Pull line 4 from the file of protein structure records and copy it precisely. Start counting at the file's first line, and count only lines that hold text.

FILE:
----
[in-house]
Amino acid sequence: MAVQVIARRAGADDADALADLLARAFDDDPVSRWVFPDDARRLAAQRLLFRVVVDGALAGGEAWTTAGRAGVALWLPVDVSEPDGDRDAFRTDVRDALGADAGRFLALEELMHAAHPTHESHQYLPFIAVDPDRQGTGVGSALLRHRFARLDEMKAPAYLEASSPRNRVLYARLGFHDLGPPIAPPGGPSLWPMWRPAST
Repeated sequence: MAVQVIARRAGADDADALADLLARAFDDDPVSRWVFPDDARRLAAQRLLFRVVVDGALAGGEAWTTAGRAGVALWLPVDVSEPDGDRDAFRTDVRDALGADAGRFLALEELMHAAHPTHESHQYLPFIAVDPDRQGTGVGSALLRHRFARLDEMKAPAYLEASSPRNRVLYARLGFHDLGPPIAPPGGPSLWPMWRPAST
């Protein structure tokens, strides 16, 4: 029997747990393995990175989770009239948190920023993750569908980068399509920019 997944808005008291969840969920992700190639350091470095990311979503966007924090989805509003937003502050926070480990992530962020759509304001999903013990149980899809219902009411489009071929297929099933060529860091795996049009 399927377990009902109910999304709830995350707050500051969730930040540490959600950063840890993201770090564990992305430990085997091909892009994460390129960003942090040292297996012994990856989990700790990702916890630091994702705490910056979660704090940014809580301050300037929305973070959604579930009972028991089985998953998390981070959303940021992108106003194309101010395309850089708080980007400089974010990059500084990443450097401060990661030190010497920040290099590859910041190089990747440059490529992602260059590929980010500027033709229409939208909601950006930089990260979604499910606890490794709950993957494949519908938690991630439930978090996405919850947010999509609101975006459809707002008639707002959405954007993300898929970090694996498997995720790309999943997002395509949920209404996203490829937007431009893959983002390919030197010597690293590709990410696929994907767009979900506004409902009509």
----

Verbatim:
């Protein structure tokens, strides 16, 4: 029997747990393995990175989770009239948190920023993750569908980068399509920019 997944808005008291969840969920992700190639350091470095990311979503966007924090989805509003937003502050926070480990992530962020759509304001999903013990149980899809219902009411489009071929297929099933060529860091795996049009 399927377990009902109910999304709830995350707050500051969730930040540490959600950063840890993201770090564990992305430990085997091909892009994460390129960003942090040292297996012994990856989990700790990702916890630091994702705490910056979660704090940014809580301050300037929305973070959604579930009972028991089985998953998390981070959303940021992108106003194309101010395309850089708080980007400089974010990059500084990443450097401060990661030190010497920040290099590859910041190089990747440059490529992602260059590929980010500027033709229409939208909601950006930089990260979604499910606890490794709950993957494949519908938690991630439930978090996405919850947010999509609101975006459809707002008639707002959405954007993300898929970090694996498997995720790309999943997002395509949920209404996203490829937007431009893959983002390919030197010597690293590709990410696929994907767009979900506004409902009509």